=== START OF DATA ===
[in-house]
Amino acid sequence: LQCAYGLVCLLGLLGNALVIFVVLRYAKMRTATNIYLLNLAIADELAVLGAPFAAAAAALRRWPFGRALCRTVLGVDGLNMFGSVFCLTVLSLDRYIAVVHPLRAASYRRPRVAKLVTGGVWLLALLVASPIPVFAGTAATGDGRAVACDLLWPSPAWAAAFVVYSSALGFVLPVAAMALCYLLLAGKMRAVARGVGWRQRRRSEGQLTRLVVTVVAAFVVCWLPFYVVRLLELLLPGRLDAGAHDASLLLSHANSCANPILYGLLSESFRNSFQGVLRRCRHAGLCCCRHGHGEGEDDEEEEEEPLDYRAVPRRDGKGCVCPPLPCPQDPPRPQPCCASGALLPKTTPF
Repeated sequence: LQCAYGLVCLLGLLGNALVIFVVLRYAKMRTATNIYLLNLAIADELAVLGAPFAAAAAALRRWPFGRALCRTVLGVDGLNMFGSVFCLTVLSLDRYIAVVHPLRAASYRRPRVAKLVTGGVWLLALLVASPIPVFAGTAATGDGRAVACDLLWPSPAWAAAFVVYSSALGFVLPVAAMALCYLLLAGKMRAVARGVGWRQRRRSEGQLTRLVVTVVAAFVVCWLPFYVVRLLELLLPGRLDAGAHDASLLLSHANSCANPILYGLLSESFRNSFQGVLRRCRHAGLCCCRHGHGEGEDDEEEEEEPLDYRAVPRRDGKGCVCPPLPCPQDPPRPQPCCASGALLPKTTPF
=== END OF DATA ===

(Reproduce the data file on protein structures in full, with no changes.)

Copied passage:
[in-house]
Amino acid sequence: LQCAYGLVCLLGLLGNALVIFVVLRYAKMRTATNIYLLNLAIADELAVLGAPFAAAAAALRRWPFGRALCRTVLGVDGLNMFGSVFCLTVLSLDRYIAVVHPLRAASYRRPRVAKLVTGGVWLLALLVASPIPVFAGTAATGDGRAVACDLLWPSPAWAAAFVVYSSALGFVLPVAAMALCYLLLAGKMRAVARGVGWRQRRRSEGQLTRLVVTVVAAFVVCWLPFYVVRLLELLLPGRLDAGAHDASLLLSHANSCANPILYGLLSESFRNSFQGVLRRCRHAGLCCCRHGHGEGEDDEEEEEEPLDYRAVPRRDGKGCVCPPLPCPQDPPRPQPCCASGALLPKTTPF
Repeated sequence: LQCAYGLVCLLGLLGNALVIFVVLRYAKMRTATNIYLLNLAIADELAVLGAPFAAAAAALRRWPFGRALCRTVLGVDGLNMFGSVFCLTVLSLDRYIAVVHPLRAASYRRPRVAKLVTGGVWLLALLVASPIPVFAGTAATGDGRAVACDLLWPSPAWAAAFVVYSSALGFVLPVAAMALCYLLLAGKMRAVARGVGWRQRRRSEGQLTRLVVTVVAAFVVCWLPFYVVRLLELLLPGRLDAGAHDASLLLSHANSCANPILYGLLSESFRNSFQGVLRRCRHAGLCCCRHGHGEGEDDEEEEEEPLDYRAVPRRDGKGCVCPPLPCPQDPPRPQPCCASGALLPKTTPF